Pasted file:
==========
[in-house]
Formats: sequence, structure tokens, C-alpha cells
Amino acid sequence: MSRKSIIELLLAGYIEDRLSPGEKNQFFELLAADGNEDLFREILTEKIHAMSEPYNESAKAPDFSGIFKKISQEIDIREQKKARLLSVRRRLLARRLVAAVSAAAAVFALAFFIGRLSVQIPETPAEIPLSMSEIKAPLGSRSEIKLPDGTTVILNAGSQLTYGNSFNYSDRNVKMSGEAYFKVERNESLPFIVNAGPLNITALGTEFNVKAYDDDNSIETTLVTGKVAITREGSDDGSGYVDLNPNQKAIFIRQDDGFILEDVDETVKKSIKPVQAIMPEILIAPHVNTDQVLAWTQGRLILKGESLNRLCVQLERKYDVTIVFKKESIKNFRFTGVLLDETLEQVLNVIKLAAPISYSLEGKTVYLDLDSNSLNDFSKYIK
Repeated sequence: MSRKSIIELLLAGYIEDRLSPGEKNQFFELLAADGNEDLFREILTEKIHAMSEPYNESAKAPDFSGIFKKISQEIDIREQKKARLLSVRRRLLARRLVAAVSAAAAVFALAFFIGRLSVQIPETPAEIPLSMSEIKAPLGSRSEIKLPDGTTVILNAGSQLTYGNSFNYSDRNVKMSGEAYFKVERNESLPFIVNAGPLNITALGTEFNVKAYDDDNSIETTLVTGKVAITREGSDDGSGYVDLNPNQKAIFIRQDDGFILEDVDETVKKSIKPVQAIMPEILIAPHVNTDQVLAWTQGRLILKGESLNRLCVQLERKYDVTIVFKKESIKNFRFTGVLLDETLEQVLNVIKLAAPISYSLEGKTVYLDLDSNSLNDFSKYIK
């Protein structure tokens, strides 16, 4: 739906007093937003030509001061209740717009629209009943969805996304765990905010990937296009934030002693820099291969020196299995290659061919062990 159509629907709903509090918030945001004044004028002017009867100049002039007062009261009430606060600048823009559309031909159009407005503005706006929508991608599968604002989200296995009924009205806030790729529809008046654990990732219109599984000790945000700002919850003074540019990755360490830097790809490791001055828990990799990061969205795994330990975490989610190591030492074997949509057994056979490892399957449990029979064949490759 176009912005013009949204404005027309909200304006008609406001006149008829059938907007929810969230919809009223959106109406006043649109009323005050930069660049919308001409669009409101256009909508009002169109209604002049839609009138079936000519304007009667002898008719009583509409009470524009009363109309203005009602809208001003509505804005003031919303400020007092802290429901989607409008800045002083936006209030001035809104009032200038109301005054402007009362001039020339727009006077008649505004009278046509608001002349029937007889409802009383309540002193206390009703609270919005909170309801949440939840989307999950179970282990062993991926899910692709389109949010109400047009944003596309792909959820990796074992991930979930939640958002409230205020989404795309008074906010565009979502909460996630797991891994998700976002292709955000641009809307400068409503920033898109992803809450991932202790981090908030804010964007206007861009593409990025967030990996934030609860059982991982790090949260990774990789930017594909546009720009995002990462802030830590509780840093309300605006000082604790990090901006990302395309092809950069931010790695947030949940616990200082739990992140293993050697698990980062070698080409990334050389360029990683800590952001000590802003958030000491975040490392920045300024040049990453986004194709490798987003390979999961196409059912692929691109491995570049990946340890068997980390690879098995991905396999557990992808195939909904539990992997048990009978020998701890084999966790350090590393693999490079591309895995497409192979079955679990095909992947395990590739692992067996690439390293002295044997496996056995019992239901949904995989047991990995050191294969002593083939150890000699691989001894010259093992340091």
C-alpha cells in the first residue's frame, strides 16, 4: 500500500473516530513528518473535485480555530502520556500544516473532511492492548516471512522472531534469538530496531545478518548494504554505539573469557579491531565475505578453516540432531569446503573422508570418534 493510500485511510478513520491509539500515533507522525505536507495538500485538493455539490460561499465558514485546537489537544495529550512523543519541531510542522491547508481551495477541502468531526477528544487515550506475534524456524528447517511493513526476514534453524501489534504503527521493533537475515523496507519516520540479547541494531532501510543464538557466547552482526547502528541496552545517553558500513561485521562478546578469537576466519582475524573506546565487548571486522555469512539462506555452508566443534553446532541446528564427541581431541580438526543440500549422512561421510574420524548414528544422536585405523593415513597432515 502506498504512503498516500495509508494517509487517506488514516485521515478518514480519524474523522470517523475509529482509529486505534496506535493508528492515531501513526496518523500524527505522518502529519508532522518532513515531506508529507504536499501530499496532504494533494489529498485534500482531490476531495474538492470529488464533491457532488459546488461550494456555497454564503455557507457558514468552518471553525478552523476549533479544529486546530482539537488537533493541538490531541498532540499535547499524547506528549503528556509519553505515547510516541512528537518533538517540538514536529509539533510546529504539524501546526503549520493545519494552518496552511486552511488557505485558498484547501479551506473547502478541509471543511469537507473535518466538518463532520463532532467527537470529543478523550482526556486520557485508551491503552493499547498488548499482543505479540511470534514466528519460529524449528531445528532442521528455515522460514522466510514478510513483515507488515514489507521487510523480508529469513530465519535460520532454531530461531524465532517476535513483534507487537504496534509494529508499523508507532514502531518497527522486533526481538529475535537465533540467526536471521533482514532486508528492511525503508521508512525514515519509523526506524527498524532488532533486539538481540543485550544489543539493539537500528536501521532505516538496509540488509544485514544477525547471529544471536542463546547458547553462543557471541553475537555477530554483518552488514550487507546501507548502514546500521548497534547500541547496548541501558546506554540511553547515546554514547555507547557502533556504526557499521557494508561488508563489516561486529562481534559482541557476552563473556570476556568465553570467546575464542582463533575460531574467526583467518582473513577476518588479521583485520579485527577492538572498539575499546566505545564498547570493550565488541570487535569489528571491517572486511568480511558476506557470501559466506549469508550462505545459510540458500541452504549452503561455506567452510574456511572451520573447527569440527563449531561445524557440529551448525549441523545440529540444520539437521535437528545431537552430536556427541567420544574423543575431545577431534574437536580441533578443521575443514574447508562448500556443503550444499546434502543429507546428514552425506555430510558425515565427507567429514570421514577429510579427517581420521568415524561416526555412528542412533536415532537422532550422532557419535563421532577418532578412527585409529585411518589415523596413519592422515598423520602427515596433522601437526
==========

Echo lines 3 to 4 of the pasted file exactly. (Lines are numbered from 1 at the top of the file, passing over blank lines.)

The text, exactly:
Amino acid sequence: MSRKSIIELLLAGYIEDRLSPGEKNQFFELLAADGNEDLFREILTEKIHAMSEPYNESAKAPDFSGIFKKISQEIDIREQKKARLLSVRRRLLARRLVAAVSAAAAVFALAFFIGRLSVQIPETPAEIPLSMSEIKAPLGSRSEIKLPDGTTVILNAGSQLTYGNSFNYSDRNVKMSGEAYFKVERNESLPFIVNAGPLNITALGTEFNVKAYDDDNSIETTLVTGKVAITREGSDDGSGYVDLNPNQKAIFIRQDDGFILEDVDETVKKSIKPVQAIMPEILIAPHVNTDQVLAWTQGRLILKGESLNRLCVQLERKYDVTIVFKKESIKNFRFTGVLLDETLEQVLNVIKLAAPISYSLEGKTVYLDLDSNSLNDFSKYIK
Repeated sequence: MSRKSIIELLLAGYIEDRLSPGEKNQFFELLAADGNEDLFREILTEKIHAMSEPYNESAKAPDFSGIFKKISQEIDIREQKKARLLSVRRRLLARRLVAAVSAAAAVFALAFFIGRLSVQIPETPAEIPLSMSEIKAPLGSRSEIKLPDGTTVILNAGSQLTYGNSFNYSDRNVKMSGEAYFKVERNESLPFIVNAGPLNITALGTEFNVKAYDDDNSIETTLVTGKVAITREGSDDGSGYVDLNPNQKAIFIRQDDGFILEDVDETVKKSIKPVQAIMPEILIAPHVNTDQVLAWTQGRLILKGESLNRLCVQLERKYDVTIVFKKESIKNFRFTGVLLDETLEQVLNVIKLAAPISYSLEGKTVYLDLDSNSLNDFSKYIK